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O'HARA'S BURNING QUESTIONS: What led to disappointing preseason debut?

Burning questions: A disappointing start to the preseason for the Detroit Lions with a no-show offense that couldn't move the ball and a defense that couldn't make stops in the first half, pressure on the quarterbacks, backups playing most of the way in a 31-3 loss to the New England Patriots at Ford Field on Thursday night.

Question: Was the 20-0 deficit the Lions faced at halftime as bad as it looked?

Answer: No. It was worse.

Q. What made it worse?

A. The way the Patriots thoroughly dominated the first 30 minutes, and what the Lions did and didn't do made it worse. The margin could have been even worse. In fact, it probably should have been.

Q. Excuse: Are there any reasons to explain why the Lions' performance doesn't necessarily mean they were as bad as the score indicated?

A. Yes. Plenty of them. But the game has to be taken at face value and on its own merits. And in that regard, it didn't look good. One loss – even a bad one – doesn't mean there's no hope for the season. But there's a lot of work to do.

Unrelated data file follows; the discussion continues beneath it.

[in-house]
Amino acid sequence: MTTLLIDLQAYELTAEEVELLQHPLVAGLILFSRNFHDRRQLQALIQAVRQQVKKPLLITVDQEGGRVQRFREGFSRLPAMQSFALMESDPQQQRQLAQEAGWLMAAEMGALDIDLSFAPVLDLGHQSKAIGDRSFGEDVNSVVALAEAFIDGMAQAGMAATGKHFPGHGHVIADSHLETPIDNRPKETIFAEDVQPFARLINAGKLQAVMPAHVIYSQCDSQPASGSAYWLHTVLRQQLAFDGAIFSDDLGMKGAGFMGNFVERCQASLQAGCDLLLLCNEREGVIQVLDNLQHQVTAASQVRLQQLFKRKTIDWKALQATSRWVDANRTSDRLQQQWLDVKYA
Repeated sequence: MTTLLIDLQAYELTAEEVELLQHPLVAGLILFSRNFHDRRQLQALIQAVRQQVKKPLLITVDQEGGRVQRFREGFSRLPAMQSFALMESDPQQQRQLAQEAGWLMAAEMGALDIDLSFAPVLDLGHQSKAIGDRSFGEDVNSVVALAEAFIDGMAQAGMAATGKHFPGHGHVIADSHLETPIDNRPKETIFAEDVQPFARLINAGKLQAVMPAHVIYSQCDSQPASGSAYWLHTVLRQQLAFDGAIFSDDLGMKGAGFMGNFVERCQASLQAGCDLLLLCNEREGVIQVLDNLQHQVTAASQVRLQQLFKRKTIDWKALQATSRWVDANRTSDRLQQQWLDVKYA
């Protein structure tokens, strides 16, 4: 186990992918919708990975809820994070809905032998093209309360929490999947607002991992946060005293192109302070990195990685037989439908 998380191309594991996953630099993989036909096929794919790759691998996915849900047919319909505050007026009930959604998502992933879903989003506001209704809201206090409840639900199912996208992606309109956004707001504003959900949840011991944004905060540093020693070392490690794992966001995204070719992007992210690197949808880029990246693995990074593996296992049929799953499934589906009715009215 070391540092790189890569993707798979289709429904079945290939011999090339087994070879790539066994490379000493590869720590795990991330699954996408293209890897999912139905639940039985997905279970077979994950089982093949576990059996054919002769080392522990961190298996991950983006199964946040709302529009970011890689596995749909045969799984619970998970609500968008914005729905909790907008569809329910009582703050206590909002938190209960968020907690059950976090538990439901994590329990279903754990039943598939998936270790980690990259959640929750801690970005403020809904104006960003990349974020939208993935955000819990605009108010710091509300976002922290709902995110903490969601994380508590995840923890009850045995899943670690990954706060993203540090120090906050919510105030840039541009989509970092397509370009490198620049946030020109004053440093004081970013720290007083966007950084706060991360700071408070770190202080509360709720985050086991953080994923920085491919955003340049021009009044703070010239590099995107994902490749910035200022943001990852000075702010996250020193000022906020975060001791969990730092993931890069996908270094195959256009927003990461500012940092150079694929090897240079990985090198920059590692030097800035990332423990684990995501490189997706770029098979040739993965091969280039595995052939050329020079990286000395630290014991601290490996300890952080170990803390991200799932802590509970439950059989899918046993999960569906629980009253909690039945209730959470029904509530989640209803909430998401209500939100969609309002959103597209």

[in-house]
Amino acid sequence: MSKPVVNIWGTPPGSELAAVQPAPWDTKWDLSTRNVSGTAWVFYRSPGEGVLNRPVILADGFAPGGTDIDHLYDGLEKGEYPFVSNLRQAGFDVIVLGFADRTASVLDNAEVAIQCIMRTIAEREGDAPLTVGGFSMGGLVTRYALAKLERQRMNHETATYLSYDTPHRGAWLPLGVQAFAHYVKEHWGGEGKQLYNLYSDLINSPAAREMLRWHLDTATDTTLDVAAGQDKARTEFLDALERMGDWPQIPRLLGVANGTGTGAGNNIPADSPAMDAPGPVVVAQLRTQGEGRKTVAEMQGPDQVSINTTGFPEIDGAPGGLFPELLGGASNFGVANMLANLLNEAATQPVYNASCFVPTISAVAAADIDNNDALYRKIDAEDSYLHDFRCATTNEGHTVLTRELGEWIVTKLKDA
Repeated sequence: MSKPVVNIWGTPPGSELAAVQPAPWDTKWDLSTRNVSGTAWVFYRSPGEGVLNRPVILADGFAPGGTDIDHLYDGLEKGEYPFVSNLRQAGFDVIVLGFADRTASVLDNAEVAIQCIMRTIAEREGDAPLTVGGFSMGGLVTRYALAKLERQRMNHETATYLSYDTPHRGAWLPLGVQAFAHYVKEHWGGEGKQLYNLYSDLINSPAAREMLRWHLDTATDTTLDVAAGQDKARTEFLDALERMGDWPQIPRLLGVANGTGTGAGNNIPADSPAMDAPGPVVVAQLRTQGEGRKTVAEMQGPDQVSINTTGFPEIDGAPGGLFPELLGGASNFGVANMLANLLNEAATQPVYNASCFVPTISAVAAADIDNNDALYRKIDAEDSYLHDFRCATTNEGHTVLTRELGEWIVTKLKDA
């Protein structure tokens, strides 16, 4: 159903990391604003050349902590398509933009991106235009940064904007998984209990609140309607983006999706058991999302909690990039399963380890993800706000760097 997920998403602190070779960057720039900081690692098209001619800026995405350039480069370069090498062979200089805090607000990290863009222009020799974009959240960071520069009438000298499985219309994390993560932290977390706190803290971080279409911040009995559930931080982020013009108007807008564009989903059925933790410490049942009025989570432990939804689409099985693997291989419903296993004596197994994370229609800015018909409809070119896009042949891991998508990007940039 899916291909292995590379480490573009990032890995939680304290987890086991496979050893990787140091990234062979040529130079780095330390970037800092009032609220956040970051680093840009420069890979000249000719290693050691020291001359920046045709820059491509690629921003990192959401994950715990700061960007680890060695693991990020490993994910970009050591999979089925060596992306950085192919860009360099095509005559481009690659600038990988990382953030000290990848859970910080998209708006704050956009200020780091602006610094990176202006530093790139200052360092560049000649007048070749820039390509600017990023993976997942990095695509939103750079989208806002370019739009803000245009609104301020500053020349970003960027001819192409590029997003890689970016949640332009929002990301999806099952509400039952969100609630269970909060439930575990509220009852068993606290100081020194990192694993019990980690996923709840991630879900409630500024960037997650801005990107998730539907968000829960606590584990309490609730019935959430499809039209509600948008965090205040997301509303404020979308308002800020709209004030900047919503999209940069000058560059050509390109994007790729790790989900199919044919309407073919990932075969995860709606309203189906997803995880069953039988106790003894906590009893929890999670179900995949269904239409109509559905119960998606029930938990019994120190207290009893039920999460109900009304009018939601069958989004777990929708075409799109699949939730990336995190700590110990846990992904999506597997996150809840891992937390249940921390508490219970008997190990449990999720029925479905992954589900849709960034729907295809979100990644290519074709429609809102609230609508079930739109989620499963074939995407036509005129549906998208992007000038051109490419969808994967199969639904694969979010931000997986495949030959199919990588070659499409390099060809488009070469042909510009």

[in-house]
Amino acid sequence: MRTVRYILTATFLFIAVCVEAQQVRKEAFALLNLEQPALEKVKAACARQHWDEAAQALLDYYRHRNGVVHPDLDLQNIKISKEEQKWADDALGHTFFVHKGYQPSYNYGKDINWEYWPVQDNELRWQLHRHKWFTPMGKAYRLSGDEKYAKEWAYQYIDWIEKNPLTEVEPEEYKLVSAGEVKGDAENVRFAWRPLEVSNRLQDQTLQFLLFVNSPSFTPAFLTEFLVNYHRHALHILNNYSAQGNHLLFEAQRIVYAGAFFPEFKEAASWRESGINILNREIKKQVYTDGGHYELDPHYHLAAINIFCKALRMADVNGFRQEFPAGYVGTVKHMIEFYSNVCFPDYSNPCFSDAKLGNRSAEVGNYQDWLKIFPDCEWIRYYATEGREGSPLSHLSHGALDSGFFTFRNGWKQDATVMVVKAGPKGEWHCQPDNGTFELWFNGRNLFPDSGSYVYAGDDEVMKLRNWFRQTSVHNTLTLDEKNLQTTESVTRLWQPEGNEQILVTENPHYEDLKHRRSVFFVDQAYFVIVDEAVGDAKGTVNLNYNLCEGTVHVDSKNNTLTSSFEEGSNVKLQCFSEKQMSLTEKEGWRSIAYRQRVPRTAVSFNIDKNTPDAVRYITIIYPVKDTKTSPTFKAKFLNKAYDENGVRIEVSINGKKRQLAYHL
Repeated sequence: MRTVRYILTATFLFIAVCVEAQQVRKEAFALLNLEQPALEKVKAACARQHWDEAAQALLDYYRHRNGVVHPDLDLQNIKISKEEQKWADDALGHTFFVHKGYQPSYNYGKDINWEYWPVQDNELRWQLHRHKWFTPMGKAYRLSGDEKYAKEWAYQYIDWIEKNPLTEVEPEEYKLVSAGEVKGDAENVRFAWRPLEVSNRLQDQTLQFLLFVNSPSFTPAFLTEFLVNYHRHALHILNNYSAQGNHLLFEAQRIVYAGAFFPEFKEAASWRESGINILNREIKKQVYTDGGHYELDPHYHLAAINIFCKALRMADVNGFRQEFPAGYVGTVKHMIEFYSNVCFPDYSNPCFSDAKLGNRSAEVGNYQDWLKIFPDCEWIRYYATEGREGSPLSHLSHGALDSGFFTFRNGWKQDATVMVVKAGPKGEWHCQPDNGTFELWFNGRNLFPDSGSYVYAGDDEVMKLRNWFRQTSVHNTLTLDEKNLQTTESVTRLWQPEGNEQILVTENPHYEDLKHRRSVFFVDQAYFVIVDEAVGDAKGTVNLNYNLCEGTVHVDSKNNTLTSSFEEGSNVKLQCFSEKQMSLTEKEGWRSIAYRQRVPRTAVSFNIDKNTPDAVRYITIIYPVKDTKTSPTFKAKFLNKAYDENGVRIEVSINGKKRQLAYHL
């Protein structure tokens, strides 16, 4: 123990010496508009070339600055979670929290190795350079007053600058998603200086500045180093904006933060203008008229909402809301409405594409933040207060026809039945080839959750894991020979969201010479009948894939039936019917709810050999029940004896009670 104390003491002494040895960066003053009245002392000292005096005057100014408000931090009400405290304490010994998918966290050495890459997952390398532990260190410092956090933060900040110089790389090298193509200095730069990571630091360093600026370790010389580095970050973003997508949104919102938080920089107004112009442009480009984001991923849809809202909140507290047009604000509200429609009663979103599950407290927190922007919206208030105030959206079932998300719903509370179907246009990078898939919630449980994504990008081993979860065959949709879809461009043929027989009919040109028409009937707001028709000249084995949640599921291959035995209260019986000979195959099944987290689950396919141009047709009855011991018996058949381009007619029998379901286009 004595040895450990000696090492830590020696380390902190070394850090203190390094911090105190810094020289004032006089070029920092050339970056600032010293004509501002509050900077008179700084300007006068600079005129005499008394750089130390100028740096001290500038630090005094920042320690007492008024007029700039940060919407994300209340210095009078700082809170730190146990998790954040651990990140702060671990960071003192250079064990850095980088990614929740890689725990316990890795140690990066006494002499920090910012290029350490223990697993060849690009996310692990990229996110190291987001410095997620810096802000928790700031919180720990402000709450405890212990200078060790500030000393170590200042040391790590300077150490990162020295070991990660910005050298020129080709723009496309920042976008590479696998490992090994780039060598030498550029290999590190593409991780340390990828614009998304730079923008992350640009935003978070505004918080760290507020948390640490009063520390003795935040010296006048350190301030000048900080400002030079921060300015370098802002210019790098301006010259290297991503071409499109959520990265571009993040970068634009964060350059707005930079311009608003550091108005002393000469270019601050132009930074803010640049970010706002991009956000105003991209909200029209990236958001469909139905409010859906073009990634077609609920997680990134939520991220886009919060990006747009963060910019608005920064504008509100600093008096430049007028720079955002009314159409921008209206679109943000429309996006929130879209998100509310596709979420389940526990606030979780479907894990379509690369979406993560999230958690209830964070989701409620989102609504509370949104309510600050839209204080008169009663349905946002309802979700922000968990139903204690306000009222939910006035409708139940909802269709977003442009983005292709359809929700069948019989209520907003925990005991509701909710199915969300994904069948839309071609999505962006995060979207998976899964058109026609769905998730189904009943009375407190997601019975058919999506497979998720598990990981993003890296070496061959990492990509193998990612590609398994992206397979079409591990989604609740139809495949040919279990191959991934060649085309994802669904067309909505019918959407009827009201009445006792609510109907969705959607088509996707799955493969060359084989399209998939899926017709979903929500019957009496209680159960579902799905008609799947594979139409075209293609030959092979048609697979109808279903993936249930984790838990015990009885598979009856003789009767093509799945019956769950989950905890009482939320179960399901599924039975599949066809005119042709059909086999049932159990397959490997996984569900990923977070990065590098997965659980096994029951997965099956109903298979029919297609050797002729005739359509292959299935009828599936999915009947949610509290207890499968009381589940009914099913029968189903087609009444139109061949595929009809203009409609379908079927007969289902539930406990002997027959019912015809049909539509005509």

Q. Biggest problem offense: What was it?

A. Pass protection was terrible, and so was the entire offense.

Quarterback Tom Savage started the game and was sacked three times before leaving with an injury, and it didn't get any better with his replacement, David Fales, in the game. Fales was sacked three times and had a pass intercepted when he threw the ball directly into the hands of Patriots defensive end John Simon.

The Lions had only three first downs and 28 yards in the first half.

Q. Biggest problem defense: What was it?

A. Playmaking. There wasn't much by the Lions – pass rush, or coverage.

The Patriots made plays almost at will. A prime example of that were the two touchdown passes caught by Patriots wide receiver Jakobi Meyers in a span of 4:05 in the first half. He beat safety Miles Killebrew for a three-yard catch on the first one and cornerback Mike Ford on a five-yard catch on the second.

Q. Starters out: Quarterback Matthew Stafford was one of many starters who didn't play for the Lions. Does not having the starting quarterback give the offense an excuse for not playing well?

A. Only to a point. Tom Brady didn't play for the Patriots, and the Patriots rolled up 14 first downs and 282 yards with Brian Hoyer and Jarrett Stidham dividing the playing time the first half.

There were starters for both teams who didn't play at all or played briefly. It's only fair to judge the performance of the players on the field, and it was a dreadful performance by the Lions.

The only way the Lions make up for their performance against the Patriots is to play better next week at Houston.

If they don't, there will only be more questions to answer.

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